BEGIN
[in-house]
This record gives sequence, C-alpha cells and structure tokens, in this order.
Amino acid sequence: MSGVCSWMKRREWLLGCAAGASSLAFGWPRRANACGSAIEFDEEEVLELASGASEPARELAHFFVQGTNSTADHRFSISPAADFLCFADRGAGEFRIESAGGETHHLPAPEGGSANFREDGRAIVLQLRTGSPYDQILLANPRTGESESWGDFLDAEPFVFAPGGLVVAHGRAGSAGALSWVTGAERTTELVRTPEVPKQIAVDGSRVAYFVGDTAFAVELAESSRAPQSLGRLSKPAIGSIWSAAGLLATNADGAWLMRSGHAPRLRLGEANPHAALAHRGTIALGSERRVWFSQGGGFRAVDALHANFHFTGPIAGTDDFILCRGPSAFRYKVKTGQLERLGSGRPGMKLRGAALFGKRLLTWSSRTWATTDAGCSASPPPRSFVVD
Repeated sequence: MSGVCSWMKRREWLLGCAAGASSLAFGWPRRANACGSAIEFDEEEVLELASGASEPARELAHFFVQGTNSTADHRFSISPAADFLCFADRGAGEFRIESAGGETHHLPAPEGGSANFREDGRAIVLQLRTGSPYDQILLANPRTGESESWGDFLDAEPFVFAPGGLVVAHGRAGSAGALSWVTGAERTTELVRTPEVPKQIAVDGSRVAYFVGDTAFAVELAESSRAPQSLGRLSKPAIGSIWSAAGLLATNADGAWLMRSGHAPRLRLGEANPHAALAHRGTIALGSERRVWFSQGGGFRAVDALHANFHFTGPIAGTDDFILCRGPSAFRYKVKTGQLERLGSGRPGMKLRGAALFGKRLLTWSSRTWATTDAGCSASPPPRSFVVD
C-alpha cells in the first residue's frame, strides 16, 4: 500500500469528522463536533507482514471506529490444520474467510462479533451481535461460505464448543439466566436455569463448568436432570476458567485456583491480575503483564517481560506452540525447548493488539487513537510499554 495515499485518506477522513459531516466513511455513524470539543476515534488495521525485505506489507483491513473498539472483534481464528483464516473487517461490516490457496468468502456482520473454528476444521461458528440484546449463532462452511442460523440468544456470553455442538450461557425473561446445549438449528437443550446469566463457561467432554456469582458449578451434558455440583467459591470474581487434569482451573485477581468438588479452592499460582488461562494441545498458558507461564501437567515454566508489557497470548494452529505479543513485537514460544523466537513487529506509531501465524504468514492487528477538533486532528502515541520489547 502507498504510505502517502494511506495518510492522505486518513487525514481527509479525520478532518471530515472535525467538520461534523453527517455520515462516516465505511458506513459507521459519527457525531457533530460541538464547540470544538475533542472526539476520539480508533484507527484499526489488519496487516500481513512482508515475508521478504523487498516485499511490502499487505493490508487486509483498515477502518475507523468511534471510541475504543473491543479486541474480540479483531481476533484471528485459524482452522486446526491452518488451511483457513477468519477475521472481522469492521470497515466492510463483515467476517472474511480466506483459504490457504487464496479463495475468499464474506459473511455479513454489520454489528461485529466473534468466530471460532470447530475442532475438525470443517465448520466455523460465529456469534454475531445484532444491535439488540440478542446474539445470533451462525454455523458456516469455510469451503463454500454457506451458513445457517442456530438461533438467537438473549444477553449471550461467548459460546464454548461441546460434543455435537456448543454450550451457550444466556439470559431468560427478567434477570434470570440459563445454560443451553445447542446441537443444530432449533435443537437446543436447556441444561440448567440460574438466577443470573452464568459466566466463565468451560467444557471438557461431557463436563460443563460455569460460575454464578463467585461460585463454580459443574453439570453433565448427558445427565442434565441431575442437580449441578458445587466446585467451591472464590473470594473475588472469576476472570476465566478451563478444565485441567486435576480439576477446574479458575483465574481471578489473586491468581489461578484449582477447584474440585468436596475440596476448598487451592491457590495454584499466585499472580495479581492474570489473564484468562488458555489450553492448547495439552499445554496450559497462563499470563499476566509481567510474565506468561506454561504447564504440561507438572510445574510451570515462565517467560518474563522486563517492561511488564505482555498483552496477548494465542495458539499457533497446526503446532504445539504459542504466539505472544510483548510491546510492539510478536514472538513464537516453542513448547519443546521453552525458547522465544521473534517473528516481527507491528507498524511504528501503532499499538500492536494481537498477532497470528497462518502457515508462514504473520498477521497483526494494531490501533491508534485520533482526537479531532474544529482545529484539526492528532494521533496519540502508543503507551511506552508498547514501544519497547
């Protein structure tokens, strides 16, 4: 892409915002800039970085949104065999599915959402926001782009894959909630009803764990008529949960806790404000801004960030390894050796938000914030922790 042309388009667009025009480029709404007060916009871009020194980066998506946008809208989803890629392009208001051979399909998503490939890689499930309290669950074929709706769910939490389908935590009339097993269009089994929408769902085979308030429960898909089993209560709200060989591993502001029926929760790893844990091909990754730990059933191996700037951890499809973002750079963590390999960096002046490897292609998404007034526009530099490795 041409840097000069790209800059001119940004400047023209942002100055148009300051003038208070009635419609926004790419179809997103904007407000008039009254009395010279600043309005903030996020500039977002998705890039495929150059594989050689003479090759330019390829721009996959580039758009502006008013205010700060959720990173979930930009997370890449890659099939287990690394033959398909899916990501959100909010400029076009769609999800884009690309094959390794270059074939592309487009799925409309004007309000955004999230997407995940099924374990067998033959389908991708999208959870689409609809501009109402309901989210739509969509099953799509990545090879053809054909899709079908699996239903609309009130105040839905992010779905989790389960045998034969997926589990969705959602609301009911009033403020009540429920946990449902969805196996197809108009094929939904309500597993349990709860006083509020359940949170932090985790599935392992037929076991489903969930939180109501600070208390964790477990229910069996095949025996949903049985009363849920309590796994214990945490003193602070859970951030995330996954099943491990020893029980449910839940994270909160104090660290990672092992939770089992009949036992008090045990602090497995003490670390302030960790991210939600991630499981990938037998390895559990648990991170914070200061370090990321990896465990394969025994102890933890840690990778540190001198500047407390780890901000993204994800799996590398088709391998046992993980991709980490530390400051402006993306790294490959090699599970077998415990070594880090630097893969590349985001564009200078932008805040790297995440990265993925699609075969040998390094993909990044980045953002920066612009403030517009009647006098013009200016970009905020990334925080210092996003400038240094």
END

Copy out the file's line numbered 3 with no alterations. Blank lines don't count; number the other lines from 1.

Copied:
Amino acid sequence: MSGVCSWMKRREWLLGCAAGASSLAFGWPRRANACGSAIEFDEEEVLELASGASEPARELAHFFVQGTNSTADHRFSISPAADFLCFADRGAGEFRIESAGGETHHLPAPEGGSANFREDGRAIVLQLRTGSPYDQILLANPRTGESESWGDFLDAEPFVFAPGGLVVAHGRAGSAGALSWVTGAERTTELVRTPEVPKQIAVDGSRVAYFVGDTAFAVELAESSRAPQSLGRLSKPAIGSIWSAAGLLATNADGAWLMRSGHAPRLRLGEANPHAALAHRGTIALGSERRVWFSQGGGFRAVDALHANFHFTGPIAGTDDFILCRGPSAFRYKVKTGQLERLGSGRPGMKLRGAALFGKRLLTWSSRTWATTDAGCSASPPPRSFVVD